But the whole God business applies only to Mormon men; it's sort of the ultimate celestial boys' club. Women do get to copulate with the gods; it's part of the whole "marriage after death" thing. They can give birth to lots of little baby souls, but they'll never rate as gods on their own. The Mormon heaven ought to be a bang-up party for any red-blooded heterosexual male with harassment issues. Which, as Rick noted, may or may not apply to earnest Elder Trowel: The annals of Gay pornography are littered with tales of seduced Mormon missionaries.
Trowel claimed repeatedly that he "has examined these things in his heart," and he "knows them to be true." Of course, if you've actually "examined" these things for yourself, it must mean that at some point the mere affirmation of your family and your church has proven insufficient. One must have some occasion to deviate from religious convention, such as a doubt as to its veracity, or a sense that one's faith is a social reflex rather than an authentic expression of self. Such doubts are common enough among run-of-the-mill Christians, but they're terra incognita for the born-and-bred Mormons I've known, most of whom are as secure as untreated schizophrenics, or Southern Baptists. So I asked Elder Trowel if he ever had a reason to examine his faith for himself -- in short, if he'd ever had a reason or an occasion to doubt his received ideas. Caught off guard for the first time in the interview, he stated that he never had.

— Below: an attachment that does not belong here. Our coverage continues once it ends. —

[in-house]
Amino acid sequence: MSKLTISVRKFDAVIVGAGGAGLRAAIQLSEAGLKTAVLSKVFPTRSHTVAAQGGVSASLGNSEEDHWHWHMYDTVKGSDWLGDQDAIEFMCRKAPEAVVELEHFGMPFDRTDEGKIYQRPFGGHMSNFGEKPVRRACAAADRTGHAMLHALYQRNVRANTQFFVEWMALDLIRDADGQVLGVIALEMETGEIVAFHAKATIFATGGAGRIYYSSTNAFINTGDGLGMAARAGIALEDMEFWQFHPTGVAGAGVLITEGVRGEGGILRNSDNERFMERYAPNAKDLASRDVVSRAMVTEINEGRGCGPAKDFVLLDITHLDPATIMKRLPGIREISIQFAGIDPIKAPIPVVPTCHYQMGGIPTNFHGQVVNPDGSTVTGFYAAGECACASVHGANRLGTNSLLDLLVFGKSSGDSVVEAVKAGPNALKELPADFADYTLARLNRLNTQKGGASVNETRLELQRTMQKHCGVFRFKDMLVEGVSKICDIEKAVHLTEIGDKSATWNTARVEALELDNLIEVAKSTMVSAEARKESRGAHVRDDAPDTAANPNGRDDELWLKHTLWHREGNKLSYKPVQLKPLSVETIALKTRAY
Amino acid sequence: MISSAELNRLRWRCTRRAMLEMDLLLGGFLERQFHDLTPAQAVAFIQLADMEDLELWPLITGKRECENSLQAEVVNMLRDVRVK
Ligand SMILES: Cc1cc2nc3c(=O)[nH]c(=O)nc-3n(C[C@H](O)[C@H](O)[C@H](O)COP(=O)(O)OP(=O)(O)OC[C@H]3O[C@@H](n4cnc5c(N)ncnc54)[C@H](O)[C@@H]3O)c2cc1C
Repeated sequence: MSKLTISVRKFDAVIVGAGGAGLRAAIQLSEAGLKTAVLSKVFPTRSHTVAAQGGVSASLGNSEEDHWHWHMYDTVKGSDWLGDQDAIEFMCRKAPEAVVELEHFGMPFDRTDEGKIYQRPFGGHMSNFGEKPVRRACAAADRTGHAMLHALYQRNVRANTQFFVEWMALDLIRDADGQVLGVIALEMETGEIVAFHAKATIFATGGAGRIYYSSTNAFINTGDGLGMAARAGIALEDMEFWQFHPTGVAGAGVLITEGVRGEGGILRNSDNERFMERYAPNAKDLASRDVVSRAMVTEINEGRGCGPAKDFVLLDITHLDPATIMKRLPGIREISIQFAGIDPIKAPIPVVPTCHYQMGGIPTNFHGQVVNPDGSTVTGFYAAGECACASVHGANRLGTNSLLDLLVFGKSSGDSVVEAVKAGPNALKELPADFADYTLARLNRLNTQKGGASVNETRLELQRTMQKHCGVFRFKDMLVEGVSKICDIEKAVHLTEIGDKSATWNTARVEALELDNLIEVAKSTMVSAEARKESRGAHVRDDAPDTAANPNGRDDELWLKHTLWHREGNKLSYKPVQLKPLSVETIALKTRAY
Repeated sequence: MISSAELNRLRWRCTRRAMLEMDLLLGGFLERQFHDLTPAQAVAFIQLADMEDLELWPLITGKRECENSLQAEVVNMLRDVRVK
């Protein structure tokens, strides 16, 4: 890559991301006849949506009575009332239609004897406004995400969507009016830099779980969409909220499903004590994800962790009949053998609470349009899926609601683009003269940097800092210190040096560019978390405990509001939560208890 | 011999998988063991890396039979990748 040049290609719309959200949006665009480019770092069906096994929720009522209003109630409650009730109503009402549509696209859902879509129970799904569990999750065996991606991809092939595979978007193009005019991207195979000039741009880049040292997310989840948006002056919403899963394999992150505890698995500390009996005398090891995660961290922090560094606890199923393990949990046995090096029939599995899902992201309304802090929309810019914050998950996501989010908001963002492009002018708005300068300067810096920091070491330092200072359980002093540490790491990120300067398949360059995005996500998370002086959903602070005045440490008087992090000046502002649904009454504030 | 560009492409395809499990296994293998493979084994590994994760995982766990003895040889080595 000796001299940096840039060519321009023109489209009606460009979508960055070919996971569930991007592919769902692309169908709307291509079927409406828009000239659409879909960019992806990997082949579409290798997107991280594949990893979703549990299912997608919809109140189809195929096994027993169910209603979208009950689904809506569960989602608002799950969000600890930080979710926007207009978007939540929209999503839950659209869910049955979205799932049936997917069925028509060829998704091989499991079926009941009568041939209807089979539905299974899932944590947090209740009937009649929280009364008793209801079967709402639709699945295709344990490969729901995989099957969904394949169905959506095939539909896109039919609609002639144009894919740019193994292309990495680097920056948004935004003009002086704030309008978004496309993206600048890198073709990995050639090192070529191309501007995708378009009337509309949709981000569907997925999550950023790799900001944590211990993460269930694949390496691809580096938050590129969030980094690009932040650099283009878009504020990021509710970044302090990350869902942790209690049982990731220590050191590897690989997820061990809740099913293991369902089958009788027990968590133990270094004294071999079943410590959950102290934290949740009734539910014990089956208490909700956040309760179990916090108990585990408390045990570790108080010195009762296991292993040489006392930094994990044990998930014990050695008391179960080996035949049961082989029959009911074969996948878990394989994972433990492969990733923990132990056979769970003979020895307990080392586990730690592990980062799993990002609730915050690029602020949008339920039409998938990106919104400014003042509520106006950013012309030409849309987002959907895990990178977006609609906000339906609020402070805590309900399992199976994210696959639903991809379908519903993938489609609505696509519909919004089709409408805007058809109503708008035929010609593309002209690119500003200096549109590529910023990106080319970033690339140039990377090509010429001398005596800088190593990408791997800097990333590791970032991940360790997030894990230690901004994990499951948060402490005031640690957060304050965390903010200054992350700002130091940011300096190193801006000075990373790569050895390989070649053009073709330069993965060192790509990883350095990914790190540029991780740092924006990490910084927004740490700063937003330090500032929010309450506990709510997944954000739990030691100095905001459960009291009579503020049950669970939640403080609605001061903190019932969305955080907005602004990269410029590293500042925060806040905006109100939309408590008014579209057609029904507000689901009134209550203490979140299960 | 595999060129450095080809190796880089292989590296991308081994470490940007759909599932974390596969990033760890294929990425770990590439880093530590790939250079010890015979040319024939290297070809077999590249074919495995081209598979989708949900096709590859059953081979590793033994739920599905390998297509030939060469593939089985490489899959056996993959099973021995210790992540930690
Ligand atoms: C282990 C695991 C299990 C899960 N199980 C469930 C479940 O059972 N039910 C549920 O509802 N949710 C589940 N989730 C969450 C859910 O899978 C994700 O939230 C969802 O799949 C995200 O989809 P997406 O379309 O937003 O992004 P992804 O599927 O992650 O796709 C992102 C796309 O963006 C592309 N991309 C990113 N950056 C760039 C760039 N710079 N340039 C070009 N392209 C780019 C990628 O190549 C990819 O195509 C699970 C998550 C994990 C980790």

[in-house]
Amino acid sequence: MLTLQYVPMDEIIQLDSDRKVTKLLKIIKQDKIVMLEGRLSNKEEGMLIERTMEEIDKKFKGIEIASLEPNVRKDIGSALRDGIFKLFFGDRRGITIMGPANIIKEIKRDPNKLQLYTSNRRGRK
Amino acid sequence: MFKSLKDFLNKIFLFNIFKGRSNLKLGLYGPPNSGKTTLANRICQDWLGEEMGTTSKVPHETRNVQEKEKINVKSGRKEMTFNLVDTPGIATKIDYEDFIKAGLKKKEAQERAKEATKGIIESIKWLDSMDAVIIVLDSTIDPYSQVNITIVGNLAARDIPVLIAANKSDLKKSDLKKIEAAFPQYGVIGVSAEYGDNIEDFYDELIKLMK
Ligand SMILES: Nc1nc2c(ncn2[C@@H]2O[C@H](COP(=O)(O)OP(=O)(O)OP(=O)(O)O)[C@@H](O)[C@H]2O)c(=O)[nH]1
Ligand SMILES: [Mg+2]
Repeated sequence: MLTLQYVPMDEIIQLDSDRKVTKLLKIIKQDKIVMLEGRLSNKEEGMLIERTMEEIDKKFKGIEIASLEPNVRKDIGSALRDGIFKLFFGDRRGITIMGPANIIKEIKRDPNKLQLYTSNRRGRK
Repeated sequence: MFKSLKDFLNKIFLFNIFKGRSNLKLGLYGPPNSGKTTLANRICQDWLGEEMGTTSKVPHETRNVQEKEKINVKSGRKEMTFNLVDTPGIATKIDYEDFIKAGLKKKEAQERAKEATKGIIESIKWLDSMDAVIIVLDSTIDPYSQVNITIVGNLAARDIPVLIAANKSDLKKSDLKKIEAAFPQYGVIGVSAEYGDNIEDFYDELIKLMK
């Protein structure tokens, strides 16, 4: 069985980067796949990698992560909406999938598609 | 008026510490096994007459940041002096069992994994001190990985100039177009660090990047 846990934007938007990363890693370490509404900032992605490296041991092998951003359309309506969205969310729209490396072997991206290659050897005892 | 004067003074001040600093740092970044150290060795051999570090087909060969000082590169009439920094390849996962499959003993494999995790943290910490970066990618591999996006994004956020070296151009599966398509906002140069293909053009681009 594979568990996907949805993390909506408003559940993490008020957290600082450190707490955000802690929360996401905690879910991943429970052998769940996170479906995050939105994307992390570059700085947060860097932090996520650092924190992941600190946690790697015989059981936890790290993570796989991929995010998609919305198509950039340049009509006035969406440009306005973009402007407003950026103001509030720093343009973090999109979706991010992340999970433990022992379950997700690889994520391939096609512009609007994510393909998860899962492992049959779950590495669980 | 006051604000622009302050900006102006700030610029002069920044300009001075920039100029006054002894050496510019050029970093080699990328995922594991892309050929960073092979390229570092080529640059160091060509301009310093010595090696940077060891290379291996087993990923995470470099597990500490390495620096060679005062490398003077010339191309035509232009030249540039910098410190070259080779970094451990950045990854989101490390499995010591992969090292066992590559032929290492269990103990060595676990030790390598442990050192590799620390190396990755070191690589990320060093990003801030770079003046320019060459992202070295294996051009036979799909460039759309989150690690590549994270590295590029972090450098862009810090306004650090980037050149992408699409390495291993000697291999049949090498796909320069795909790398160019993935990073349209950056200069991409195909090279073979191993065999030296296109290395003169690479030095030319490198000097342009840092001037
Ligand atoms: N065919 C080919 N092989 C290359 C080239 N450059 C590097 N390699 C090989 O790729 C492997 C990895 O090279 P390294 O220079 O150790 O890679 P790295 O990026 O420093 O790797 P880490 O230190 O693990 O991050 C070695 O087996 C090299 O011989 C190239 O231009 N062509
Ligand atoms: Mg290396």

Discussing religious belief with someone who has never seriously doubted is kind of like discussing the hundred-yard dash with a quadruple amputee: It's all theoretical, and pretty doggoned useless to boot, but what the heck. As I stated earlier, evangelism is a matter of performance, and our Elder Trowel acted as well as anyone could, under the circumstances. But all the same, I did feel a bit insulted when it was over. The LDS Church had asked me to reject my own beliefs, all on the word of someone who had never seriously questioned his. There was something wrong in that. It occurred to me that I had never seen LDS converts perform this sort of missionary work, even though they would seem well-suited for it. Unlike Elder Trowel, a convert would have actually gone through the process the LDS Church rather smugly asks the rest of us to go through, and might even be able to explain why he did it.
Subscribe to Posts [Atom]